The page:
Updated: Security researchers in China have published detailed exploit code for a previously unknown code execution hole in Microsoft's Internet Explorer browser.
Security researchers in China have published detailed exploit code for a new zero-day vulnerability in Microsofts dominant Internet Explorer browser.
The exploit, which was posted to XSec.org
Web sites, could be easily modified to launch code execution attacks without any user action on fully patched Windows machines.
A spokesman for the MSRC (Microsoft Security Response Center) said the company is investigating the latest warning, which adds to a list of known high-risk vulnerabilities that remain unpatched.
According to notes embedded in the exploit code, the flaw is a COM Object heap overflow that was tested and confirmed on Chinese-language versions of IE 6.0 running on Windows XP SP2 and Windows Server 2000 SP4.
Malicious hackers typically use code execution browser bugs to launch drive-by attacks to load Trojans, bots and other forms of malware on Windows computers.
Roger Thompson, chief technical officer at Atlanta-based Exploit Prevention Labs
, said he was able to use the code to simulate an attack but noted that the exploit was not always reliable.
In an interview with eWEEK, Thompson said the exploit managed to crash fully patched versions of the browser and could be easily modified to work in targeted attacks.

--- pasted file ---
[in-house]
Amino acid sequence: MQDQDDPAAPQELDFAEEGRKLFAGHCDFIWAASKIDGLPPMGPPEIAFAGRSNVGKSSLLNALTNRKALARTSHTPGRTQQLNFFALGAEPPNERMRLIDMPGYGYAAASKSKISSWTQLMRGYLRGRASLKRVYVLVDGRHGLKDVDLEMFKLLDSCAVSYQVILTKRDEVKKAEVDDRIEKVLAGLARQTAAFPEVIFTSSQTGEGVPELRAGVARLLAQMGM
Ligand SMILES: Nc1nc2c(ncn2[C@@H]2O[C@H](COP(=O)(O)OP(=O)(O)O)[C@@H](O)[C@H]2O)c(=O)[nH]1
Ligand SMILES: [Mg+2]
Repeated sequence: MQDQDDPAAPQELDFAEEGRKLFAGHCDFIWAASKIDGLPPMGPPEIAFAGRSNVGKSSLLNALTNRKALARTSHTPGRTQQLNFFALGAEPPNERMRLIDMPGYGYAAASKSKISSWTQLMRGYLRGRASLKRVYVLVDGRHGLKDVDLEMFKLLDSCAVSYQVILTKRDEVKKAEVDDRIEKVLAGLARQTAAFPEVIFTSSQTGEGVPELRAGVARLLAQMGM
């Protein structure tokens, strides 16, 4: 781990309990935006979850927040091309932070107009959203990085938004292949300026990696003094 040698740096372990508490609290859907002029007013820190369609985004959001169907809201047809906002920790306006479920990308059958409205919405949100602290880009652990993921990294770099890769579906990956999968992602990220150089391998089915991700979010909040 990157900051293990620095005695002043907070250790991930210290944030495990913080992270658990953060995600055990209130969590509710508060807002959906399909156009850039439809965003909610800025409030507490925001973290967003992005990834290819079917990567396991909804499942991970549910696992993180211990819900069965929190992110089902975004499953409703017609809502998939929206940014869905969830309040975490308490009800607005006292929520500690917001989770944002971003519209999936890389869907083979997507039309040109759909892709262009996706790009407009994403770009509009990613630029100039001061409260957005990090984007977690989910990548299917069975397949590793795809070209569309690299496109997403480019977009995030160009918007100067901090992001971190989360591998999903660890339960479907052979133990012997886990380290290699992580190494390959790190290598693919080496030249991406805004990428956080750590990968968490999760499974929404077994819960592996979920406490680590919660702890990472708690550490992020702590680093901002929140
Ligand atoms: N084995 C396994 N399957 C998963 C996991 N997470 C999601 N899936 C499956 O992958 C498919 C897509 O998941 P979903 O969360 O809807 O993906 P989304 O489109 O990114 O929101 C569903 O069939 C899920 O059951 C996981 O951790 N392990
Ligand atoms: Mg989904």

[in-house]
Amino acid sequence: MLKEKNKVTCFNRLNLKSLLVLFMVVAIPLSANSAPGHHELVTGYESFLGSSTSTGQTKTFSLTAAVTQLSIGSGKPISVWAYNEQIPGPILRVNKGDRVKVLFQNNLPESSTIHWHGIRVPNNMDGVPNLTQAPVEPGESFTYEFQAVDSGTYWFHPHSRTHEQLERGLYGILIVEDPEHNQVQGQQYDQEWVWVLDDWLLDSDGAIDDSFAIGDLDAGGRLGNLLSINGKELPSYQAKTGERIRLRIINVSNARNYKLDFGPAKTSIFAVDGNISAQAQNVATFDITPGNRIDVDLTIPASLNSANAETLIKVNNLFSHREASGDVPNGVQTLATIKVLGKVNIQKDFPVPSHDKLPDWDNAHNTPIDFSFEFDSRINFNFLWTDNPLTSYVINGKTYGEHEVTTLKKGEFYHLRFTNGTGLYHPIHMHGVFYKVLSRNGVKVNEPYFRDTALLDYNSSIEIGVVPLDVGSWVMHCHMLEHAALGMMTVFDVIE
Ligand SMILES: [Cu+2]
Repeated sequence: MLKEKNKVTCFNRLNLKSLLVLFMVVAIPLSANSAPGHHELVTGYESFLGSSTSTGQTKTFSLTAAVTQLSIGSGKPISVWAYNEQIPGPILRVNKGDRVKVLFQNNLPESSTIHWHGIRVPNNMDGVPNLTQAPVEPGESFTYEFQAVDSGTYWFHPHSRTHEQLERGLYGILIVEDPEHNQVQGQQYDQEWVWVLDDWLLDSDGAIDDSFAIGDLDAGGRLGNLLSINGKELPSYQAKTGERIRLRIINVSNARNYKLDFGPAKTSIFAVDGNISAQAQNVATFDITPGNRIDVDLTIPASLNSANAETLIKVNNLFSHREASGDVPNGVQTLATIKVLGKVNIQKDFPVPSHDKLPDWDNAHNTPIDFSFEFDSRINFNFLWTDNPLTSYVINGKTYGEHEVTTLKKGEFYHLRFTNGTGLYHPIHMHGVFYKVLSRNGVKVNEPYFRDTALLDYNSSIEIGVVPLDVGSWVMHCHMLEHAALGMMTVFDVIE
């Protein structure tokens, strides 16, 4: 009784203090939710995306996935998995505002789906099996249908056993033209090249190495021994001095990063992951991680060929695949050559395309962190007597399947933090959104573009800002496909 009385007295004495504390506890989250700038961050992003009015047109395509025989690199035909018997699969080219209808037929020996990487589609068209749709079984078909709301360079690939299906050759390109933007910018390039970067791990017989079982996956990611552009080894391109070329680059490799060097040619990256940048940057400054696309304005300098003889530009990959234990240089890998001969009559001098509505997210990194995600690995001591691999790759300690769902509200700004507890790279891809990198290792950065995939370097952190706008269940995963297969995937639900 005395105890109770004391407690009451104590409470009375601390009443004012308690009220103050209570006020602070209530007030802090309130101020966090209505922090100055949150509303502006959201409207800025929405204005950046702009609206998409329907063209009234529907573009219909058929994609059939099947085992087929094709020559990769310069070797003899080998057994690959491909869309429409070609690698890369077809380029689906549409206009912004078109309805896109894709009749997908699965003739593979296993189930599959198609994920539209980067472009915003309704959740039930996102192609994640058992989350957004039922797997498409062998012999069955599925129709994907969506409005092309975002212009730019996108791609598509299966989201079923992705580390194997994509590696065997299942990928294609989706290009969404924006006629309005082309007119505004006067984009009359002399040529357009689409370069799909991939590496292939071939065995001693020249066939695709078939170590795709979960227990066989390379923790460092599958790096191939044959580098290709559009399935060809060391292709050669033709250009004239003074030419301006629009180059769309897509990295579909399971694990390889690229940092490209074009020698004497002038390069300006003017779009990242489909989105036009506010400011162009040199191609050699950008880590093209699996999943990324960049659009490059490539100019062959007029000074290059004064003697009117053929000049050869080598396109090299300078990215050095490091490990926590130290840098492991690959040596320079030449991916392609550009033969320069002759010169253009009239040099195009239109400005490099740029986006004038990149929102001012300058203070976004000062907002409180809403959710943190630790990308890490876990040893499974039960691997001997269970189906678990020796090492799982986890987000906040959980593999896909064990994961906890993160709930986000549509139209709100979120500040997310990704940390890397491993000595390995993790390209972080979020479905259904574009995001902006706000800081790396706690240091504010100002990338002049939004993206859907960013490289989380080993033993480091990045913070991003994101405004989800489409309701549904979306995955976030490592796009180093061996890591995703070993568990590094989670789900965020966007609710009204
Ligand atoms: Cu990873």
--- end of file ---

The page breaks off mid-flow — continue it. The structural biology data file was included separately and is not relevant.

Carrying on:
Why did Microsoft delay IE patch? Click here to read more.
Thompson has added detection signatures to his companys SocketShield, an application that serves as a zero-day exploit blocker.
"Its worth knowing about and monitoring, in case someone improves it. But its not a huge threat as it stands," Thompson said.
The latest published exploit comes at a sensitive time for Microsofts IE product team. A cumulative IE update that shipped in the August batch of patches had to be re-released twice because of two separate flaws that were introduced into the browser by the original patch.
According to vulnerability statistics
from security alerts aggregator Secunia, about 30 percent of IE flaws reported in 2006 remain without patches.
Based on 13 advisories issued by Secunia this year, roughly 60 percent of all reported IE bugs were rated "highly critical" or "extremely critical."
Microsoft has shipped four bulletins for IE in 2006, all rated "critical."
Editors Note: This story was updated to include additional information from Microsoft.
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